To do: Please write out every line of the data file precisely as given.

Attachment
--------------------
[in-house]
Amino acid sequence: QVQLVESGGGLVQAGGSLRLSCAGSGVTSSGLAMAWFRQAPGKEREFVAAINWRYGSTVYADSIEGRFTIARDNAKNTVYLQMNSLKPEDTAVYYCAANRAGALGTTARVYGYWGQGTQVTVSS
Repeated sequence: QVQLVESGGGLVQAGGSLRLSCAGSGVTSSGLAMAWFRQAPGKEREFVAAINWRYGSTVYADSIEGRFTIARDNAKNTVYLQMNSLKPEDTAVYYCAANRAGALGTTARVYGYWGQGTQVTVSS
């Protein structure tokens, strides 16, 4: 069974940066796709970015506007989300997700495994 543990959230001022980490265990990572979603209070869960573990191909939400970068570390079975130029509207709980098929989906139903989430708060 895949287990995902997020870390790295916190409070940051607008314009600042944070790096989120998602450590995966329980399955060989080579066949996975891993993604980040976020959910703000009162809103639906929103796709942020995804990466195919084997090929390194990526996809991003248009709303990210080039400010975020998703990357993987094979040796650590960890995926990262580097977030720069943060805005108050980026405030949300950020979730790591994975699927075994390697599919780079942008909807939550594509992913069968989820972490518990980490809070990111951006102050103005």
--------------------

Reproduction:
[in-house]
Amino acid sequence: QVQLVESGGGLVQAGGSLRLSCAGSGVTSSGLAMAWFRQAPGKEREFVAAINWRYGSTVYADSIEGRFTIARDNAKNTVYLQMNSLKPEDTAVYYCAANRAGALGTTARVYGYWGQGTQVTVSS
Repeated sequence: QVQLVESGGGLVQAGGSLRLSCAGSGVTSSGLAMAWFRQAPGKEREFVAAINWRYGSTVYADSIEGRFTIARDNAKNTVYLQMNSLKPEDTAVYYCAANRAGALGTTARVYGYWGQGTQVTVSS
């Protein structure tokens, strides 16, 4: 069974940066796709970015506007989300997700495994 543990959230001022980490265990990572979603209070869960573990191909939400970068570390079975130029509207709980098929989906139903989430708060 895949287990995902997020870390790295916190409070940051607008314009600042944070790096989120998602450590995966329980399955060989080579066949996975891993993604980040976020959910703000009162809103639906929103796709942020995804990466195919084997090929390194990526996809991003248009709303990210080039400010975020998703990357993987094979040796650590960890995926990262580097977030720069943060805005108050980026405030949300950020979730790591994975699927075994390697599919780079942008909807939550594509992913069968989820972490518990980490809070990111951006102050103005």